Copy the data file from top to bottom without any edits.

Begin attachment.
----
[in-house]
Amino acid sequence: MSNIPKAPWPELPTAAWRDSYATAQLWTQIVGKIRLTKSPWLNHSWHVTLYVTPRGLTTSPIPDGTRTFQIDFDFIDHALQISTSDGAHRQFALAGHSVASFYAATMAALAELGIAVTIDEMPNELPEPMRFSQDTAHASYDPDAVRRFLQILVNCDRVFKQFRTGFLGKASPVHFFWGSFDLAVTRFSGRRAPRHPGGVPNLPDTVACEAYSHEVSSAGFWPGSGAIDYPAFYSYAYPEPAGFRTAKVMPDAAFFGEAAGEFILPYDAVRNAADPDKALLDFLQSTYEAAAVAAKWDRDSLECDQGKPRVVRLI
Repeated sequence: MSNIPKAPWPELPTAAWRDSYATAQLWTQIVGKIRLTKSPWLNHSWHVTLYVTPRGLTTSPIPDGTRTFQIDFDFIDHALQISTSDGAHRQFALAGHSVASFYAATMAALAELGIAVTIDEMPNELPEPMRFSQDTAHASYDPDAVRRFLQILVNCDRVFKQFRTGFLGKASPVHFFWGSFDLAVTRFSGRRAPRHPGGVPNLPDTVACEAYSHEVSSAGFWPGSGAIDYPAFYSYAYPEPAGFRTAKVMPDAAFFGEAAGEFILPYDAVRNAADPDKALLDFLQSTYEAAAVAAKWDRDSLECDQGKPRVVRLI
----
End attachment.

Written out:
[in-house]
Amino acid sequence: MSNIPKAPWPELPTAAWRDSYATAQLWTQIVGKIRLTKSPWLNHSWHVTLYVTPRGLTTSPIPDGTRTFQIDFDFIDHALQISTSDGAHRQFALAGHSVASFYAATMAALAELGIAVTIDEMPNELPEPMRFSQDTAHASYDPDAVRRFLQILVNCDRVFKQFRTGFLGKASPVHFFWGSFDLAVTRFSGRRAPRHPGGVPNLPDTVACEAYSHEVSSAGFWPGSGAIDYPAFYSYAYPEPAGFRTAKVMPDAAFFGEAAGEFILPYDAVRNAADPDKALLDFLQSTYEAAAVAAKWDRDSLECDQGKPRVVRLI
Repeated sequence: MSNIPKAPWPELPTAAWRDSYATAQLWTQIVGKIRLTKSPWLNHSWHVTLYVTPRGLTTSPIPDGTRTFQIDFDFIDHALQISTSDGAHRQFALAGHSVASFYAATMAALAELGIAVTIDEMPNELPEPMRFSQDTAHASYDPDAVRRFLQILVNCDRVFKQFRTGFLGKASPVHFFWGSFDLAVTRFSGRRAPRHPGGVPNLPDTVACEAYSHEVSSAGFWPGSGAIDYPAFYSYAYPEPAGFRTAKVMPDAAFFGEAAGEFILPYDAVRNAADPDKALLDFLQSTYEAAAVAAKWDRDSLECDQGKPRVVRLI